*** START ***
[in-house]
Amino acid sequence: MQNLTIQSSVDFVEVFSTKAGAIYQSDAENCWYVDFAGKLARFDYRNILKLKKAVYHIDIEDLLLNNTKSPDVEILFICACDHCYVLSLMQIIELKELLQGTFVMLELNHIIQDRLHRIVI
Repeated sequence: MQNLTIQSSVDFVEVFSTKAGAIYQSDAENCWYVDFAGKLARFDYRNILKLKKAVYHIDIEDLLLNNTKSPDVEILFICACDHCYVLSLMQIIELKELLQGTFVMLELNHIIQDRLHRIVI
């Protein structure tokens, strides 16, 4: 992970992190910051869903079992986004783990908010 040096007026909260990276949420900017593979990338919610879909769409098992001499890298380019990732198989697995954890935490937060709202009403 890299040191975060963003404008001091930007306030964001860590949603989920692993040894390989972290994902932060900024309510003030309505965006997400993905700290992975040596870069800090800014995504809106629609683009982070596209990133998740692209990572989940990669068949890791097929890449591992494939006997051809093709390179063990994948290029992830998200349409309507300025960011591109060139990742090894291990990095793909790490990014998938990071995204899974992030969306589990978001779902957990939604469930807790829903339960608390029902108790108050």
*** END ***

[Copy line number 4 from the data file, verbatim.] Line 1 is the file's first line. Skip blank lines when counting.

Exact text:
């Protein structure tokens, strides 16, 4: 992970992190910051869903079992986004783990908010 040096007026909260990276949420900017593979990338919610879909769409098992001499890298380019990732198989697995954890935490937060709202009403 890299040191975060963003404008001091930007306030964001860590949603989920692993040894390989972290994902932060900024309510003030309505965006997400993905700290992975040596870069800090800014995504809106629609683009982070596209990133998740692209990572989940990669068949890791097929890449591992494939006997051809093709390179063990994948290029992830998200349409309507300025960011591109060139990742090894291990990095793909790490990014998938990071995204899974992030969306589990978001779902957990939604469930807790829903339960608390029902108790108050």